That being said, working "cooperatively" is NOT natural for all people, especially young children, and we have to make sure we are thoughtful about how we help students learn this valuable skill. Today I thought I'd share three key things to keep in mind--and then offer a few suggestions to get your brain thinking about ways to incorporate more learning partnerships in YOUR classroom!
Partnerships are the perfect "starting point" for cooperative work!Think about how difficult it is for us, as adults, to get 4 or 5 of us to agree and be productive! Young students simply haven't been around long enough to know how to do that "delicate dance" of sharing, contributing, listening, and more. Learning how to actively listen is easier with just one other person. Sharing with just one person is so much easier for student who are more shy--and it's easier to have a back and forth conversation than try to balance several people. As students become accustomed to working with pairs, then it becomes easier to add people to the group.
When forming partnerships, be mindful of your students' feelings. Be careful about the "find a partner" direction--because that is SO difficult for so many students. Whether they be shy, slower thinkers, worried about other students' feelings--asking students to form partners on the fly is often a tricky situation. Think about those who struggle finding partners and make sure everything is safe for them.
Ideas? Use a "people picker" like popsicle sticks or index cards. Premake partnerships whenever possible (in addition to avoiding popularity contests, this allows you to encourage students to work with MANY other students, not just best friends). If you DO have students pick partners at times, consider a disclaimer, "If you don't find a partner in 15 seconds, come to me." so you can quickly help pair off those last few students. My students get very used to working with EVERYONE in the class (males, females, tall, small, etc) and they actually REQUEST me to pick popsicle sticks to take the partnering process out of their hands.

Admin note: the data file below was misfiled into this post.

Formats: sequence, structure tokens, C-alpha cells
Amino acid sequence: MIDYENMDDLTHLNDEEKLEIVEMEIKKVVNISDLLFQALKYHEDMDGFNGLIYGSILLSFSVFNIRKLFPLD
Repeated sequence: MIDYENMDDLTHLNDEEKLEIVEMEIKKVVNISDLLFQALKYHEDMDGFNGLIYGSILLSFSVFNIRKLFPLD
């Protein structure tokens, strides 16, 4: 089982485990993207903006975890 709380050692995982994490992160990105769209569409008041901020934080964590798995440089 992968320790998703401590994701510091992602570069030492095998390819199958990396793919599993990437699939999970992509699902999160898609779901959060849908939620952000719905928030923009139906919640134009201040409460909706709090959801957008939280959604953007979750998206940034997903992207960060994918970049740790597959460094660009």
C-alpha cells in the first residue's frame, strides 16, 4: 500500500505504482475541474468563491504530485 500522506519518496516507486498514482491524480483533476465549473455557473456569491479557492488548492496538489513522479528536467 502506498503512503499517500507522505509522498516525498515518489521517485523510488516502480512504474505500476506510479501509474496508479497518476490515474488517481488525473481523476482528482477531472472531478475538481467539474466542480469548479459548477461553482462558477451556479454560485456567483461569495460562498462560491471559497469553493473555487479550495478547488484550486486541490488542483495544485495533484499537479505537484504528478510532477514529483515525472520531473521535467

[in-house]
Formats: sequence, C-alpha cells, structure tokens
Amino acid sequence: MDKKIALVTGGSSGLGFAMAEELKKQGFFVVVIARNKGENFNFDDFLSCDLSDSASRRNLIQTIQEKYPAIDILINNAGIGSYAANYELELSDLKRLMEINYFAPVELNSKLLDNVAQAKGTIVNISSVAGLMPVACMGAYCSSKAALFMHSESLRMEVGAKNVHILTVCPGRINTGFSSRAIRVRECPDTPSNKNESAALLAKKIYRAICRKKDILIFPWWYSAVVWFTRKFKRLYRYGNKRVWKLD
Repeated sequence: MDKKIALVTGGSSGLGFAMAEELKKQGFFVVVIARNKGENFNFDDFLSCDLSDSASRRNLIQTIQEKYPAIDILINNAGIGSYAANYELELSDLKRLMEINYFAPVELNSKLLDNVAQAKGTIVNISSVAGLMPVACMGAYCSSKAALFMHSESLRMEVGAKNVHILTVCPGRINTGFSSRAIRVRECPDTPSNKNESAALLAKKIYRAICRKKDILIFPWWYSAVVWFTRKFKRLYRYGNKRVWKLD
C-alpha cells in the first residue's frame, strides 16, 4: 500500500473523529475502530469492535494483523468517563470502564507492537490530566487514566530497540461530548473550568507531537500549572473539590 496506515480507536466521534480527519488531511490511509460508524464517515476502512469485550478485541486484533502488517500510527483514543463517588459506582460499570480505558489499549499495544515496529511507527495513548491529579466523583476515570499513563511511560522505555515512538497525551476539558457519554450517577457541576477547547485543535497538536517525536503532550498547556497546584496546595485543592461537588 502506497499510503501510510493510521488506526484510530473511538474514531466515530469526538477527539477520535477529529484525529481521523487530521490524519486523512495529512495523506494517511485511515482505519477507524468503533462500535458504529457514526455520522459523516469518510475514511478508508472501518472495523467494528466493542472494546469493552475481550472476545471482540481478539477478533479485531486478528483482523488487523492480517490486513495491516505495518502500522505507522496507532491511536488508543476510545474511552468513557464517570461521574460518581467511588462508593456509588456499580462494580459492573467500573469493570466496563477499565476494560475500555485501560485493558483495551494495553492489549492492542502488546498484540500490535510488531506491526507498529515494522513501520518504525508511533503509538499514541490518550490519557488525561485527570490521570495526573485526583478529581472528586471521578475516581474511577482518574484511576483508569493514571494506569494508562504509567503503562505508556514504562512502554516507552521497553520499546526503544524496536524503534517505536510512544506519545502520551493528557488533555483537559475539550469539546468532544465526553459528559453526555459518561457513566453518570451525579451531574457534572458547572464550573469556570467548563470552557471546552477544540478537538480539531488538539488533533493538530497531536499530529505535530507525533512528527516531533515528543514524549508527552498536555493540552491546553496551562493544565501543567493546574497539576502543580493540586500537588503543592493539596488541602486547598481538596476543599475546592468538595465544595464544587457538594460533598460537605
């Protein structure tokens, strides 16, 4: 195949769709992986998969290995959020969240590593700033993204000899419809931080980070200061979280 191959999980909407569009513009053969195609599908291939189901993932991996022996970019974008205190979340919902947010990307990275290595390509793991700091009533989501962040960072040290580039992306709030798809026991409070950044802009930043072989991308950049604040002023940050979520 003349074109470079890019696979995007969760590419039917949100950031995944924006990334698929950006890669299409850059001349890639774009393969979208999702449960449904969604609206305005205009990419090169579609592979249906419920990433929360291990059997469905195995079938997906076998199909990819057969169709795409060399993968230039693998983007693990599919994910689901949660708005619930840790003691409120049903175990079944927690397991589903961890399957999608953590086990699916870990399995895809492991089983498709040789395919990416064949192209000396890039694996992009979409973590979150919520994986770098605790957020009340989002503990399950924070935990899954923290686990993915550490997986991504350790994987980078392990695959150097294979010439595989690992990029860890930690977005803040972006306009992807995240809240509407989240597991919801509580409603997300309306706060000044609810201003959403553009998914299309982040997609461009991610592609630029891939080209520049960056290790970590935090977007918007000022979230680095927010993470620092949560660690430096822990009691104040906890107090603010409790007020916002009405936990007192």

We need to explicitly TEACH partnering skills
Before I ask my students to work in partners, we have a number of discussions where we talk about what partnering LOOKS like, SOUNDS like, and WHY working in partnerships is beneficial. Together we made a list that we continue to refer to as we refine our partnering skills. The students did a pretty good job, I thought! Consider making a similar list with your students to make sure they understand that partnering isn't always easy--but it's worth it!
As students start to work in pairs, you may need to stop and review some of these...and your students may come up with different ideas as well. Students need to realize that partnering isn't easy--and they will have to work at it! For some students, understanding that "balanced power" means that BOTH people have to share and both people have to listen is key--they can all relate to times they have had someone try to take over a group...and trying to work with someone who is NOT engaged or on task.
So when should I use partnerships?All day long! Think about all the different ways that "Two heads" might be better than one...try some of these! Creating a climate where students work peacefully together will help increase engagement, improve learning, and increase the amount of academic discourse in your classroom. Another added bonus? As students work well TOGETHER, you are free to circulate, coach, and get a better sense of what is happening with your students' learning.